Just before 5 a.m., we reach Stella Point, on the volcano’s rim, marking the end of the steepest section. Though we had scaled a higher, steeper mountain in Nepal, we are spent from tonight’s climb. Fortunately, the grade eases as we skirt along the crater’s edge, another 45 minutes and more than 500 vertical feet to the true summit, Uhuru Peak, at 19,341 feet. A wooden sign announces a patch of rock as the highest spot in Africa. Our group takes a few pictures, flashes popping in the darkness, and I turn to see Baskis waving his left arm, trying to push blood into his forearm. “I can’t feel my arm,” he says. “I might lose my fingers.”
We need to leave the summit—now. Baskis’s left hand no longer works well enough to hold on to my backpack, so he stows his trekking pole, wraps my down parka around his left arm, and holds on with his right hand.
The climb up had been much the same for both of us, the night defined by blasts of icy air and the rocks underfoot. But on the way down, I’m reminded of what Baskis has lost. To my left, the sky yawns, and the black gives way to indigo, then azure, and then a fiery pink band on the horizon. I see the deep bowl of the volcano crater and, to my right, the shrinking but still massive glaciers of Kilimanjaro, 50-foot walls of striated ice. I describe the scene to Baskis, but his mind is elsewhere. “I’m ready to get off this mountain,” he says, voicing a rare moment of exasperation.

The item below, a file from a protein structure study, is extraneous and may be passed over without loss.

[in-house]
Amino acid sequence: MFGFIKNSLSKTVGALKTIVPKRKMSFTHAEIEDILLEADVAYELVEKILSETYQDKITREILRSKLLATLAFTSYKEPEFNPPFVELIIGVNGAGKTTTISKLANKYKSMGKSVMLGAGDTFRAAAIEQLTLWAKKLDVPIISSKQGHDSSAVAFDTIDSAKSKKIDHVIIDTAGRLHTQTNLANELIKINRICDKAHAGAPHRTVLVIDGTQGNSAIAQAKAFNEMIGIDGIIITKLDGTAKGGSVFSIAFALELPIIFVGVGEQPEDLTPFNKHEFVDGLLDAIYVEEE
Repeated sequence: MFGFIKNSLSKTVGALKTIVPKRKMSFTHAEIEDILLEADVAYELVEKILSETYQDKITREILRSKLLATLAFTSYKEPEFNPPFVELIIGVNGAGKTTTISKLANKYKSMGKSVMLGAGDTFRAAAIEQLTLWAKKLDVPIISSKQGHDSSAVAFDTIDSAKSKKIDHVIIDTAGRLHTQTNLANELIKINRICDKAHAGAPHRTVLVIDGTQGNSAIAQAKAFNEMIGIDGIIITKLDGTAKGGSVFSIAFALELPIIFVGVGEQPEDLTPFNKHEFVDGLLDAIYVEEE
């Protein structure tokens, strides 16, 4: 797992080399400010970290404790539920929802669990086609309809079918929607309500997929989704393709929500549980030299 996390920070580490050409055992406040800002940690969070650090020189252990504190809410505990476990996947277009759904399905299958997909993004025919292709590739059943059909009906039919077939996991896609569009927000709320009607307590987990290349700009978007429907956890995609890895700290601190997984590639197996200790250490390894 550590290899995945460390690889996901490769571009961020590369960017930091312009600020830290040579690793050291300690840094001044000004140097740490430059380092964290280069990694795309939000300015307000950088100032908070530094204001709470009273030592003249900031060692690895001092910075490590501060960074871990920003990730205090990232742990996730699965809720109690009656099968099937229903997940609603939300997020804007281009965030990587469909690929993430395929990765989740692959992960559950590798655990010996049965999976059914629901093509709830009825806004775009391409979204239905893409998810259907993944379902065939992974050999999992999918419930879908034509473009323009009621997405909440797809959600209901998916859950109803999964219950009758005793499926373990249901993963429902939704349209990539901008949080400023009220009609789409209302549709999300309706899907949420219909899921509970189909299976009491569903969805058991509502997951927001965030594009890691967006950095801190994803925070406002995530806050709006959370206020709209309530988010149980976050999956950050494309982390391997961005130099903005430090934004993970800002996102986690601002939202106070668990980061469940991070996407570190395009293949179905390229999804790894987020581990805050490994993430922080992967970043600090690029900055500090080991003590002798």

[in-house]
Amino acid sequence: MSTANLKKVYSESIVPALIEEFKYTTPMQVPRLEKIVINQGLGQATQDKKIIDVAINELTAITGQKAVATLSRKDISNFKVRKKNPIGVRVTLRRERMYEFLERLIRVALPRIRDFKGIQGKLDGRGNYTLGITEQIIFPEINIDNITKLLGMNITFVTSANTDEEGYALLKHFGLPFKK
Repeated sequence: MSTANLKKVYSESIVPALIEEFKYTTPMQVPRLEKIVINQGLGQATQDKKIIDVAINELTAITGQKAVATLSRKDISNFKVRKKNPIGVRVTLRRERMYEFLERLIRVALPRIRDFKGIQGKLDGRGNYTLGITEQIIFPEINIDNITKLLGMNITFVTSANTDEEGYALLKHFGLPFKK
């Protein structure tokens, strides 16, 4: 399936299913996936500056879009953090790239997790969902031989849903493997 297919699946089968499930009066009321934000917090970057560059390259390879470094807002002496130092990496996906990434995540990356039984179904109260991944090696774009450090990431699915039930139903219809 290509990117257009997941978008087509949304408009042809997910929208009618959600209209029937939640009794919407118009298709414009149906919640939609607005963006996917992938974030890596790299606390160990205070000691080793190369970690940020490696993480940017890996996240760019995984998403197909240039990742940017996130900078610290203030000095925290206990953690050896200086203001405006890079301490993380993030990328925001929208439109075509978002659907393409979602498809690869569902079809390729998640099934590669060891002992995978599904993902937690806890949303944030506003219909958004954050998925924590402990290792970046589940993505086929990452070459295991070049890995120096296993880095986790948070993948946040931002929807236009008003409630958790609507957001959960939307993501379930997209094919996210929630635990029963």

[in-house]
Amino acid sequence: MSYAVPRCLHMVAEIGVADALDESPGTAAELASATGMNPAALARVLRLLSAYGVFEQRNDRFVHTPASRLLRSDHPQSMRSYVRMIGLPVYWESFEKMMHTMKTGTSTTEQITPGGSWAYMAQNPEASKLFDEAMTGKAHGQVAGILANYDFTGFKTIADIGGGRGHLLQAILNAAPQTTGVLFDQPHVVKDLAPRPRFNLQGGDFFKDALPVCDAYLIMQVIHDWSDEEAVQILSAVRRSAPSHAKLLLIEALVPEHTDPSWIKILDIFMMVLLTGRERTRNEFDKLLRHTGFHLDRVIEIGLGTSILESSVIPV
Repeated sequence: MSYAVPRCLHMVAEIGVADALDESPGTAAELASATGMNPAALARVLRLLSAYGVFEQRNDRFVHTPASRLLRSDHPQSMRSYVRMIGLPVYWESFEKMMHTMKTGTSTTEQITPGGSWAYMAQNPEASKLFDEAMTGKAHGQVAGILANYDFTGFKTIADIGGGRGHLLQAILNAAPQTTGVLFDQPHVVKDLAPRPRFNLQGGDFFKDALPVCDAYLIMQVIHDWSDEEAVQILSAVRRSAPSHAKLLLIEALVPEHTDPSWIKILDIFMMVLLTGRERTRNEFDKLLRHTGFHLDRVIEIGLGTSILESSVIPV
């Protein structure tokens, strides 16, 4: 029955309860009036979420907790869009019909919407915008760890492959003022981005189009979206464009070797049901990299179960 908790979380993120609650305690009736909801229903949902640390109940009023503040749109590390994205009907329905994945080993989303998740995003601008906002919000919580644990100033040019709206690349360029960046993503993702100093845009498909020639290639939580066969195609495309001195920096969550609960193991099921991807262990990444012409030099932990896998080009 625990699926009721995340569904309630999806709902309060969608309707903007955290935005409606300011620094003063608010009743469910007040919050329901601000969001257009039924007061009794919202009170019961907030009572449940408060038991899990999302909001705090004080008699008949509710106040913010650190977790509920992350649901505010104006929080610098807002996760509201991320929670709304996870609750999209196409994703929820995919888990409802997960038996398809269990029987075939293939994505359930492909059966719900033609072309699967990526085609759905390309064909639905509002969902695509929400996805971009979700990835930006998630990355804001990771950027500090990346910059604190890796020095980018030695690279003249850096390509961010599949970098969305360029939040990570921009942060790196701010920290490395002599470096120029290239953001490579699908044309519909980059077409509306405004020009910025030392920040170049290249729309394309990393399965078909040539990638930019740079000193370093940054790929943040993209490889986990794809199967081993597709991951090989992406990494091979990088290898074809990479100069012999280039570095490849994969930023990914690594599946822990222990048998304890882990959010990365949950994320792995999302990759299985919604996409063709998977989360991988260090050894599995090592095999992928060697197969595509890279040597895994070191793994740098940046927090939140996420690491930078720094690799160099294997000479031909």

The sun rises, the wind tapers, and the danger of frostbite passes. Baskis’s arm warms, and enough movement returns that he can hold on to my backpack with both hands. We bound down the mountainside in lunging steps, sliding in the now-thawed scree. Dust clouds rise in our wake. He follows close and anticipates my movements, mirroring the shifts in my shoulders and hips that precede a slide to the left or right. A few times I start to fall, and he keeps me upright, hoisting my pack enough for me to regain my footing.
By 8 a.m., we are back at our 16,000-foot camp, exhausted. We nap for a few hours, and then we start down again, descending to 13,000 feet. The next day, we drop another 3,000 feet. The hike pounds Baskis’s knees. He rolls his ankles and strains his Achilles tendon but says little about it, and then we are done, another test of his limits finished.